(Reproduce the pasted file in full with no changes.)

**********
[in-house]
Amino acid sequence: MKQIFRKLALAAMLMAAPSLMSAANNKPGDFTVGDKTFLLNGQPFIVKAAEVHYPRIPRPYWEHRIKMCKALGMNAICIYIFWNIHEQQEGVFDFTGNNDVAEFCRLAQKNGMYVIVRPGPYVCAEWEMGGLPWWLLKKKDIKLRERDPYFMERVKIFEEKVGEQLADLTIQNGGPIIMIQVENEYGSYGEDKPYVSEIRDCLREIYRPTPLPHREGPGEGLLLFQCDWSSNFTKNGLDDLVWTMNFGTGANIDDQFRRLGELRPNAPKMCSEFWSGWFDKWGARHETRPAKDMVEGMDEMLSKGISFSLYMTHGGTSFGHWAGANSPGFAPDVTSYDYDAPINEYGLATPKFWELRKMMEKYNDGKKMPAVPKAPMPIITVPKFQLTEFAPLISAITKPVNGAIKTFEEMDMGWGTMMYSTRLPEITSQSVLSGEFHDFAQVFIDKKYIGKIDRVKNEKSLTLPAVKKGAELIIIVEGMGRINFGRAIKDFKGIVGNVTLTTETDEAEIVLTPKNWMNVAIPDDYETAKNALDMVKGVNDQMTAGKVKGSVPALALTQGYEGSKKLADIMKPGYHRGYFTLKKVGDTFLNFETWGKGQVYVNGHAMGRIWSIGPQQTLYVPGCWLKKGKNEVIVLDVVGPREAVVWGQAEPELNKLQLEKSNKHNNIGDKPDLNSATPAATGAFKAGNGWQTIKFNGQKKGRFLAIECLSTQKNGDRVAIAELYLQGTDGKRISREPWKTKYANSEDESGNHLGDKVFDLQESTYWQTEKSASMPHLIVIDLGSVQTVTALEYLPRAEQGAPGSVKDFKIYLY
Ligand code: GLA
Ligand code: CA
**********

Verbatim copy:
[in-house]
Amino acid sequence: MKQIFRKLALAAMLMAAPSLMSAANNKPGDFTVGDKTFLLNGQPFIVKAAEVHYPRIPRPYWEHRIKMCKALGMNAICIYIFWNIHEQQEGVFDFTGNNDVAEFCRLAQKNGMYVIVRPGPYVCAEWEMGGLPWWLLKKKDIKLRERDPYFMERVKIFEEKVGEQLADLTIQNGGPIIMIQVENEYGSYGEDKPYVSEIRDCLREIYRPTPLPHREGPGEGLLLFQCDWSSNFTKNGLDDLVWTMNFGTGANIDDQFRRLGELRPNAPKMCSEFWSGWFDKWGARHETRPAKDMVEGMDEMLSKGISFSLYMTHGGTSFGHWAGANSPGFAPDVTSYDYDAPINEYGLATPKFWELRKMMEKYNDGKKMPAVPKAPMPIITVPKFQLTEFAPLISAITKPVNGAIKTFEEMDMGWGTMMYSTRLPEITSQSVLSGEFHDFAQVFIDKKYIGKIDRVKNEKSLTLPAVKKGAELIIIVEGMGRINFGRAIKDFKGIVGNVTLTTETDEAEIVLTPKNWMNVAIPDDYETAKNALDMVKGVNDQMTAGKVKGSVPALALTQGYEGSKKLADIMKPGYHRGYFTLKKVGDTFLNFETWGKGQVYVNGHAMGRIWSIGPQQTLYVPGCWLKKGKNEVIVLDVVGPREAVVWGQAEPELNKLQLEKSNKHNNIGDKPDLNSATPAATGAFKAGNGWQTIKFNGQKKGRFLAIECLSTQKNGDRVAIAELYLQGTDGKRISREPWKTKYANSEDESGNHLGDKVFDLQESTYWQTEKSASMPHLIVIDLGSVQTVTALEYLPRAEQGAPGSVKDFKIYLY
Ligand code: GLA
Ligand code: CA